NBA 2013-2014 position rankings: small forwards #1-10

This section of the list completes my top 40 small forwards in the NBA, and it includes a bunch of amazing players. Some of the best players in the league are small forwards, which was been shown by the recent MVPs. Here are my rankings:

10. Josh Smith, Detroit Pistons

Stats: 16.4 PPG, 6.8 RPG, 3.3 APG

The biggest problem with Smith is that he doesn’t have a real position, and in his case it can often come back to haunt him. Instead of it being an advantage that he’s such a scoring threat as a power forward, it causes him to take too many shots, many of which are bad takes. The Pistons decided to move him to SF after signing him last offseason, and his stats certainly took a hit. He has never been a particularly efficient player, finishing with a PER of just 14.10. That’s the lowest of the top 10. He unsurprisingly took way too many shots, especially 3-pointers, which hurt his efficiency. Regardless of all that criticism, he still puts up a lot of points and rebounds, which put him at #10 on this list.

9. Kawhi Leonard, San Antonio Spurs

Stats: 12.8 PPG, 6.2 RPG, 2.0 APG

Leonard’s stats aren’t exactly the most impressive, but like many Spurs players, that’s because of two things. First, not even the Spurs’ starters play a ton of minutes, so it’s impossible to have dominant stats like some other players (he only averaged 29.1 MPG). Second, he does a lot behind the scenes that can’t be measured in the basic statistics, especially defense. His PER is extremely high though which allows him to be at #9 on the list. He’s a very good rebounder for his size and will often get double doubles. He’s going to be a star in the near future and will be one of the key pieces of the next round of talent for the Spurs.

8. Nicolas Batum, Portland Trail Blazers

Stats: 13.0 PPG, 7.5 RPG, 5.1 APG

Batum seemingly does it all, combining a rare amount of rebounds and assists in addition to the normal points scored. He’s second among all small forwards in the league in RPG and is third in APG, a very impressive stat for a player that shoots as much as he did. His PPG went down a bit from the year before, but he shot much more efficiently and focused on other aspects of the game, getting career highs in RPG and APG. I actually consider him one of the most underrated players in the league because of how dynamic he is. He has such a rare combination of skills that he becomes extremely valuable to a team. He also can jack up 3-pointers at will, knocking down 145 of them last year.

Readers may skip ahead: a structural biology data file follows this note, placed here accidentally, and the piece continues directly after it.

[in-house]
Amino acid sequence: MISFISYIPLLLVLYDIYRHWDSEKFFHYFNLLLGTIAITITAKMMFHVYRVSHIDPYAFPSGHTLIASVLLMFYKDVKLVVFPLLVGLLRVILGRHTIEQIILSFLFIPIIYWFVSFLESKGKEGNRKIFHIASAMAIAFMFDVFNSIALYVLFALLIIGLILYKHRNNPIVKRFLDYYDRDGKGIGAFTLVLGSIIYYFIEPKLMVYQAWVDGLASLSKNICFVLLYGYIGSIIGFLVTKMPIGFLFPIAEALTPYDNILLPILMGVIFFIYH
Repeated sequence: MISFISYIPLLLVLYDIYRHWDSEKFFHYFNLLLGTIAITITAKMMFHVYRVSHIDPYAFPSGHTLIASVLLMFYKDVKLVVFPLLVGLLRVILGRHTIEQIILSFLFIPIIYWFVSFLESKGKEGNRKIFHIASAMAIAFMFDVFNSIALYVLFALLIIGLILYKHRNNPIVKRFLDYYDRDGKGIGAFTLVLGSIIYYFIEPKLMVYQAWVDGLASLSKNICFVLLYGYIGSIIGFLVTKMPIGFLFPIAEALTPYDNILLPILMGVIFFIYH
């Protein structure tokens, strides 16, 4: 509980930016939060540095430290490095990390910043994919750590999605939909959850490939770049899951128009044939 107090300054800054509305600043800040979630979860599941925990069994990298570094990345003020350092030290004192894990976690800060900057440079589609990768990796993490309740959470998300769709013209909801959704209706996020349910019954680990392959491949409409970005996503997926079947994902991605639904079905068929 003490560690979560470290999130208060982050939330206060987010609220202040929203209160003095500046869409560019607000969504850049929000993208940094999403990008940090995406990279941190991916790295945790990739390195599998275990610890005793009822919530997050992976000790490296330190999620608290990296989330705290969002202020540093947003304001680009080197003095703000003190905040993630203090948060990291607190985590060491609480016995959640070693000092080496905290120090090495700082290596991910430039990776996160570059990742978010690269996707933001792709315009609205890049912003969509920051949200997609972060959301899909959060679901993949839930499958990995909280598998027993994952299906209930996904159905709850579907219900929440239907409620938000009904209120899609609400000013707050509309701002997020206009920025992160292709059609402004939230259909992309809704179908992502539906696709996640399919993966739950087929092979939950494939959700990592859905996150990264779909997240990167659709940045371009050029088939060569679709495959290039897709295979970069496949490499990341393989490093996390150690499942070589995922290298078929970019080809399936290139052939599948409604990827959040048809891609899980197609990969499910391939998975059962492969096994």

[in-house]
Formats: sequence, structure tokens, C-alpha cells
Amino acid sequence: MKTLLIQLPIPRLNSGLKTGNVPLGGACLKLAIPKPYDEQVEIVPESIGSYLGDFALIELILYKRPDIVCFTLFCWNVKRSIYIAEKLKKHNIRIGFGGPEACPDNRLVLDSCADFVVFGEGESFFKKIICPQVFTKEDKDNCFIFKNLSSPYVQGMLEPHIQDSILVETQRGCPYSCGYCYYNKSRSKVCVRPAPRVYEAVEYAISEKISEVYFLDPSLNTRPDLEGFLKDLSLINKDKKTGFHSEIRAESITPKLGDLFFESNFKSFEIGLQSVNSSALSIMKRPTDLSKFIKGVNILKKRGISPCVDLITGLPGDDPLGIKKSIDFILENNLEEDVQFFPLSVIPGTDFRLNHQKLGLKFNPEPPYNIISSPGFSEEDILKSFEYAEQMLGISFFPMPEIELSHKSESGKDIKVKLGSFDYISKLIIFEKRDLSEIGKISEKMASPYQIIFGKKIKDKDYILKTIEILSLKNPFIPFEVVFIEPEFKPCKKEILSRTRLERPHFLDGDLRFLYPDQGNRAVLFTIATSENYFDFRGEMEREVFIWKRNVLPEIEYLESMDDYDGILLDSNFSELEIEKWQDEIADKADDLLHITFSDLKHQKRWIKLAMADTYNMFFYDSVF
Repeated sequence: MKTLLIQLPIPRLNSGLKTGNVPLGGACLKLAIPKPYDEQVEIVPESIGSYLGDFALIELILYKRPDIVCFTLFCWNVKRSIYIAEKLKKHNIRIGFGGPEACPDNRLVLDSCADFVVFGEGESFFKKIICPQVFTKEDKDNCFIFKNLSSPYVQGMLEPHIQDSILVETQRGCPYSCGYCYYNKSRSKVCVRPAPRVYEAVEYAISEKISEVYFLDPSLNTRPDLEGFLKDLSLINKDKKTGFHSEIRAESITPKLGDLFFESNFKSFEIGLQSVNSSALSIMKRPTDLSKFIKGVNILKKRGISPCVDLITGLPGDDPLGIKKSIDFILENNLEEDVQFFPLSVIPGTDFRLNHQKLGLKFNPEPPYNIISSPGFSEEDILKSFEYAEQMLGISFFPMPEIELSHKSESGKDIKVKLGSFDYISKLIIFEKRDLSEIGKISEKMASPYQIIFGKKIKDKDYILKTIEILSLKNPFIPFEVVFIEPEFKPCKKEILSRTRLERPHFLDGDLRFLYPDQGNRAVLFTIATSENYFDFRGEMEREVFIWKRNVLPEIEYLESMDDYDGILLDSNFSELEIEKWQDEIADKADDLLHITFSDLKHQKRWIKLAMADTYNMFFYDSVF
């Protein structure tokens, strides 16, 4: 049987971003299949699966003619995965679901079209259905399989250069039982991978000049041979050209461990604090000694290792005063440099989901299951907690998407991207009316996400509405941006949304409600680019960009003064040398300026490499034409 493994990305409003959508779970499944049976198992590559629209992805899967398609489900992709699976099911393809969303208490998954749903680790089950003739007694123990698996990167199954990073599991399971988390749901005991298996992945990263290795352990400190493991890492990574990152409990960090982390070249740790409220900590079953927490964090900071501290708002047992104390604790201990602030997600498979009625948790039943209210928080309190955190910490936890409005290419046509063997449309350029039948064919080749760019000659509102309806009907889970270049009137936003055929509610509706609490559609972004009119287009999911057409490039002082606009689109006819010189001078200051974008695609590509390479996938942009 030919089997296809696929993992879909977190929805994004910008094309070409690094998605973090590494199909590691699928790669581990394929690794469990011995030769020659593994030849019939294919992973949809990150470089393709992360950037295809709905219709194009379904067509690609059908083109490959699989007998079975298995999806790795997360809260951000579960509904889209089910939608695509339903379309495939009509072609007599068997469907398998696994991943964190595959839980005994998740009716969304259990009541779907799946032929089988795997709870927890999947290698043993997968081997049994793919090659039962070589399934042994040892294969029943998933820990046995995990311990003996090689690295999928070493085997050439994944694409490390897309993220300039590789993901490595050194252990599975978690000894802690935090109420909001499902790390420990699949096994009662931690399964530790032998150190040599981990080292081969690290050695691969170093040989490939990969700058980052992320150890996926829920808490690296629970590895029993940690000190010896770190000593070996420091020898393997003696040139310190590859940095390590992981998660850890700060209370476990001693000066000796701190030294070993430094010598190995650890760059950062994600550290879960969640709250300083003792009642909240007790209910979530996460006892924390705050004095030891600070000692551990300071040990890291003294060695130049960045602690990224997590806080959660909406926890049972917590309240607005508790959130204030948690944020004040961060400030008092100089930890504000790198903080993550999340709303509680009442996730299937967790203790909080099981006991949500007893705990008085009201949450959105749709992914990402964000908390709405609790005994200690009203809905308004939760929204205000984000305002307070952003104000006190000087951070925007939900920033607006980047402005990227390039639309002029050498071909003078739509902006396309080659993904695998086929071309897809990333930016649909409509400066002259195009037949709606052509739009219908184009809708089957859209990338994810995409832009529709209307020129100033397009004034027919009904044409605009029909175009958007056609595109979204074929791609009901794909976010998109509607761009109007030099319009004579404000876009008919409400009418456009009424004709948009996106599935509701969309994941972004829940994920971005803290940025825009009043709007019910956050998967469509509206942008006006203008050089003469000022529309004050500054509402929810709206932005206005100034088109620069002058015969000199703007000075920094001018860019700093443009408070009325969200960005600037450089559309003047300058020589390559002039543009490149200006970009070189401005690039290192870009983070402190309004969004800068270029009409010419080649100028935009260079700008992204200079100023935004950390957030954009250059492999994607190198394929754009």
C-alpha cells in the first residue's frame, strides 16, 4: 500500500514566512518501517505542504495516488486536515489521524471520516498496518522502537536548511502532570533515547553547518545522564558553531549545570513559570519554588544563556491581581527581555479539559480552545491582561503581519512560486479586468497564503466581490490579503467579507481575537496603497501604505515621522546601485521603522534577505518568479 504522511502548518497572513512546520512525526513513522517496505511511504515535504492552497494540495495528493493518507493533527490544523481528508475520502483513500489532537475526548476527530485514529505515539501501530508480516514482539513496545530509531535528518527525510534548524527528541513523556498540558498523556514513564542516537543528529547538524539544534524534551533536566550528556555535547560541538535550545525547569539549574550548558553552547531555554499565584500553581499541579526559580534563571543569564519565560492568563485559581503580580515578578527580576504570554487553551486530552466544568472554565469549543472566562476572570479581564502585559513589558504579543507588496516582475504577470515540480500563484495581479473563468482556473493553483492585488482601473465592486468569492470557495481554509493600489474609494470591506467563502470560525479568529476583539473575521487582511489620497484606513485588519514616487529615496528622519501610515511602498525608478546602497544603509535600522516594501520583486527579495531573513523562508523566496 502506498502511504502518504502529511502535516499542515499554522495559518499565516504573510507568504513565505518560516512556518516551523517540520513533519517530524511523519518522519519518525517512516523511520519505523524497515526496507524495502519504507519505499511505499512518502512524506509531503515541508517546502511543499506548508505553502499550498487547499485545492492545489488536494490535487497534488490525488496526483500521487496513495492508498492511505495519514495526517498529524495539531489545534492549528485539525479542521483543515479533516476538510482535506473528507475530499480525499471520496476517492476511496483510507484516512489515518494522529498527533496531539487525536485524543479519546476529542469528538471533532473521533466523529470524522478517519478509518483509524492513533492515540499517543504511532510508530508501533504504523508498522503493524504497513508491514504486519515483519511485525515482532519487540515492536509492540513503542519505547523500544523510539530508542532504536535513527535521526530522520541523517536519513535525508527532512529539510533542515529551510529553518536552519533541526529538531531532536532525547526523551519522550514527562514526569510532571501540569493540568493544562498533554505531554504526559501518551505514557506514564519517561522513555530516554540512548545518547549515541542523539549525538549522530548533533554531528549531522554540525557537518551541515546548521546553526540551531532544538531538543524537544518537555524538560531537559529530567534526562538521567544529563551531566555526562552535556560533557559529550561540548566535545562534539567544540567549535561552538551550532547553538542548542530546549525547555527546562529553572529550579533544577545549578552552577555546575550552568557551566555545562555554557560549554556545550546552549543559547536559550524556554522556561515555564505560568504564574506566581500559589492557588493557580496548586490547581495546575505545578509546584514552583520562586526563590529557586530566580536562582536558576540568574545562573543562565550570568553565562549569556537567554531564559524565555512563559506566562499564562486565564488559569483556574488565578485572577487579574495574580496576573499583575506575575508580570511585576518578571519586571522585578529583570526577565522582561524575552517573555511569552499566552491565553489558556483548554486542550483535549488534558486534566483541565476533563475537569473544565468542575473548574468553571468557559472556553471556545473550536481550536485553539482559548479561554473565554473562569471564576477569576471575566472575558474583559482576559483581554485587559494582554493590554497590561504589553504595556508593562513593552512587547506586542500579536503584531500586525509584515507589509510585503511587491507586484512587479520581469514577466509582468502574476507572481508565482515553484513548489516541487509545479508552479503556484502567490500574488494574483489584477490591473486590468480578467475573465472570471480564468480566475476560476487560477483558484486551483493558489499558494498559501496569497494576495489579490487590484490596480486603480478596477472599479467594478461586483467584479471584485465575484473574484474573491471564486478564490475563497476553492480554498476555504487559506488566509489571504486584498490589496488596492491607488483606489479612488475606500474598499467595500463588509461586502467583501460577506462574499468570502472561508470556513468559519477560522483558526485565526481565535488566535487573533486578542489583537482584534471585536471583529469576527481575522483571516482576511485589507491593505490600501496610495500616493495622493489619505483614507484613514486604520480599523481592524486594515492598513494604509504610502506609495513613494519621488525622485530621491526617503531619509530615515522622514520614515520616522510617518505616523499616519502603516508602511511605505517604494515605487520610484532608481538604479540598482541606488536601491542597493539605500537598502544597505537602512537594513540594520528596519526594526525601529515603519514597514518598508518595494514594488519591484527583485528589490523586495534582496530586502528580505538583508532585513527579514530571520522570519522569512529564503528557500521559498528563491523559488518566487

7. Chandler Parsons, Houston Rockets

Stats: 16.6 PPG, 5.5 RPG, 4.0 APG

Parsons is another guy that can seemingly do it all, although he focuses a bit more on the scoring side. He was one of the most underpaid players last year, receiving less than $1 million while being a key part of the Rockets’ team. Parsons has improved his scoring, rebounding, and passing in each of his three seasons in the league, and I expect it to go up again after he was signed by the Mavericks this offseason. He’s an excellent perimeter shooter that also cares to play defense back on the other side of the court, grabbing 5.5 boards a game. He’s another guy that could be a huge star in a couple years.

6. Tyreke Evans, New Orleans Pelicans

Stats: 14.5 PPG, 4.7 RPG, 5.0 APG

Some people began writing off Tyreke Evans after his production diminished in each of his four years in Sacramento. They gave up on him and let him go into free agency where he signed with the Pelicans where he would be a primary sixth man. It’s rare to see a sixth man up this high on the list, but he only started 22/72 games last year. His big problem is that he has trouble staying healthy, but he tied his career high for games played last year. His stats were still far below what he did in his rookie year, but with a PER of 18.43, he deserves to be this high. Don’t forget about Evans, he’s still a great player.